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GOAT: A Global Transformer on Large-scale Graphs
Kezhi Kong · Jiuhai Chen · John Kirchenbauer · Renkun Ni · C. Bayan Bruss · Tom Goldstein

Wed Jul 26 05:00 PM -- 06:30 PM (PDT) @ Exhibit Hall 1 #509

Graph transformers have been competitive on graph classification tasks, but they fail to outperform Graph Neural Networks (GNNs) on node classification, which is a common task performed on large-scale graphs for industrial applications. Meanwhile, existing GNN architectures are limited in their ability to perform equally well on both homophilious and heterophilious graphs as their inductive biases are generally tailored to only one setting. To address these issues, we propose GOAT, a scalable global graph transformer. In GOAT, each node conceptually attends to all the nodes in the graph and homophily/heterophily relationships can be learnt adaptively from the data. We provide theoretical justification for our approximate global self-attention scheme, and show it to be scalable to large-scale graphs. We demonstrate the competitiveness of GOAT on both heterophilious and homophilious graphs with millions of nodes.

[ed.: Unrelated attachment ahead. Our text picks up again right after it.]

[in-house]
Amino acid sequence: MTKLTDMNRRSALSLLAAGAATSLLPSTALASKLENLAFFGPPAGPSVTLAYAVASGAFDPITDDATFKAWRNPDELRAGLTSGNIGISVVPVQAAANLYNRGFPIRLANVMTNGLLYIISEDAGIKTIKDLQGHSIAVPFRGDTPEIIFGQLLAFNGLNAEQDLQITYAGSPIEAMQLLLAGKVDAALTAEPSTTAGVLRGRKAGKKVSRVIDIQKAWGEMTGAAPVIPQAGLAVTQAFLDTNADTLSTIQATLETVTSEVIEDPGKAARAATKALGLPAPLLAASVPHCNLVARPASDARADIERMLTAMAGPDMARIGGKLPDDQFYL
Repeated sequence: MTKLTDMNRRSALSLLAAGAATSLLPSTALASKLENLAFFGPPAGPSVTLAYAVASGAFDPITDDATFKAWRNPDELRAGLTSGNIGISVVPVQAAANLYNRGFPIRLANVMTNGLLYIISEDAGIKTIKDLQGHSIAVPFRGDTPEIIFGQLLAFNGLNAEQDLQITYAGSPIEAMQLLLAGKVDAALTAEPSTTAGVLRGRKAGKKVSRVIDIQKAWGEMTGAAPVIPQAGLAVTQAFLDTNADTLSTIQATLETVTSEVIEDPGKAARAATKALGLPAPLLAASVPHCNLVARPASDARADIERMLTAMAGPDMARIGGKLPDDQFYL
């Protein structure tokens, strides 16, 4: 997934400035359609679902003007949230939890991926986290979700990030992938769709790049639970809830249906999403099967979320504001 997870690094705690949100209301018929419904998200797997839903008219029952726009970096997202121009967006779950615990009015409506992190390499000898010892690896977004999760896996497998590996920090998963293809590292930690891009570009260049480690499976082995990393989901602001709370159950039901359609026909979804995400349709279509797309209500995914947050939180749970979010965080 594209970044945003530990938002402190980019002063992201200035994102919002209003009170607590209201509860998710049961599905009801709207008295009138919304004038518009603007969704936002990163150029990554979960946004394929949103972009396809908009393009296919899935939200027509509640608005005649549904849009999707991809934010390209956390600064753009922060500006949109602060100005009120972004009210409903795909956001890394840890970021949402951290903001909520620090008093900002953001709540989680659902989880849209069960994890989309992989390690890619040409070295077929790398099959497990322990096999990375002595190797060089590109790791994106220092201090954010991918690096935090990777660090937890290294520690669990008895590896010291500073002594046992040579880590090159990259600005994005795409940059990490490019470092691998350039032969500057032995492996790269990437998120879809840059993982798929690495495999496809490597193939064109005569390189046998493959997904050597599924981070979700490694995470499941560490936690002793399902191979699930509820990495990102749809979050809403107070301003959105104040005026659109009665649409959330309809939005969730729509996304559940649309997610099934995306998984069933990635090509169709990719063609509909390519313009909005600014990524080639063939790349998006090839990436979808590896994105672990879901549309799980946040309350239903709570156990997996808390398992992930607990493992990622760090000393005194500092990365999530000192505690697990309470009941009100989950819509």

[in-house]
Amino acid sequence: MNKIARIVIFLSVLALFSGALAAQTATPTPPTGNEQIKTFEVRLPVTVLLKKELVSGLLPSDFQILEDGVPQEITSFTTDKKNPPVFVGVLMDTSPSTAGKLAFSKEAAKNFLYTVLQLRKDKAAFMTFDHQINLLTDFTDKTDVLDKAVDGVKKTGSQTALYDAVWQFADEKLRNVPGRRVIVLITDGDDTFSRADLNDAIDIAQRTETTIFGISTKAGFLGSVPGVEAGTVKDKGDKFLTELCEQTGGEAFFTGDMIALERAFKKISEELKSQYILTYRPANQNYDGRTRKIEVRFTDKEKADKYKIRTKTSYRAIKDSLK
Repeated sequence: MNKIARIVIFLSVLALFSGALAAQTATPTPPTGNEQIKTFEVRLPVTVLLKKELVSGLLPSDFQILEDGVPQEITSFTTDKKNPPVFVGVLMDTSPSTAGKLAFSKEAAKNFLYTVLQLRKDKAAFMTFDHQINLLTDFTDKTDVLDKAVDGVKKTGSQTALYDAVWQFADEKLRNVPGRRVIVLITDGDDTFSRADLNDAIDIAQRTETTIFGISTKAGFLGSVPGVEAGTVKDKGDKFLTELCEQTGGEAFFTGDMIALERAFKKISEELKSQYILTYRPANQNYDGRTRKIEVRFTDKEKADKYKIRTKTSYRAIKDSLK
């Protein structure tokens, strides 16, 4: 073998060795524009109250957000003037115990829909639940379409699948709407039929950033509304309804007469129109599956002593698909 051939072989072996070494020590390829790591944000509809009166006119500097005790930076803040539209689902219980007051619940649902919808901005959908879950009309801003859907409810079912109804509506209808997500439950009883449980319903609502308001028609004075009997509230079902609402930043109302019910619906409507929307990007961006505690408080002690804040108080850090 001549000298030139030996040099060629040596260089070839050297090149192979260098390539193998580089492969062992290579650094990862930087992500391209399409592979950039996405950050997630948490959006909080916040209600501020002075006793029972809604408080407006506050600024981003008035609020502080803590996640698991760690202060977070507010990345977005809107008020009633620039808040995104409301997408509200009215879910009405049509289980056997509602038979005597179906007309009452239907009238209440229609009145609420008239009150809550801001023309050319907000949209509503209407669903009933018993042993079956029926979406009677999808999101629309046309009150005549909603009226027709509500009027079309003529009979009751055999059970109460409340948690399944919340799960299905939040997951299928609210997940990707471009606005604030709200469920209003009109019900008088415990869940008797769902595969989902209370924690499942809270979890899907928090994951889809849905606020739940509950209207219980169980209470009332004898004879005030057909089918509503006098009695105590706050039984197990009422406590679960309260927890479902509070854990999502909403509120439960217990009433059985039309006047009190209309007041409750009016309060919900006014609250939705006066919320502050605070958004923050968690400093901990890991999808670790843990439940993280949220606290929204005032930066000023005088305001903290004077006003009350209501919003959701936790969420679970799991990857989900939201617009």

Author Information

Kezhi Kong (University of Maryland, College Park)
Jiuhai Chen (University of Maryland)
John Kirchenbauer (University of Maryland, College Park)
John Kirchenbauer

Researcher at the Center for Machine Learning (ml.umd.edu, umiacs.umd.edu), advised by Professor Tom Goldstein My current research focuses on understanding various aspects of model behavior including robustness, reliability, and efficiency in the discrete data domains of both natural language and graphs. I am interested in understanding how deep learning models generalize under distribution shift from an empirical and theoretical perspective through dataset curation, architectural changes, and novel analysis techniques. One overarching goal is the development of principled yet practical definitions of what "In" and "Out-of" distribution means in practice for these data domains.

Renkun Ni (University of Maryland)
C. Bayan Bruss (Capital One)
Tom Goldstein (University of Maryland)

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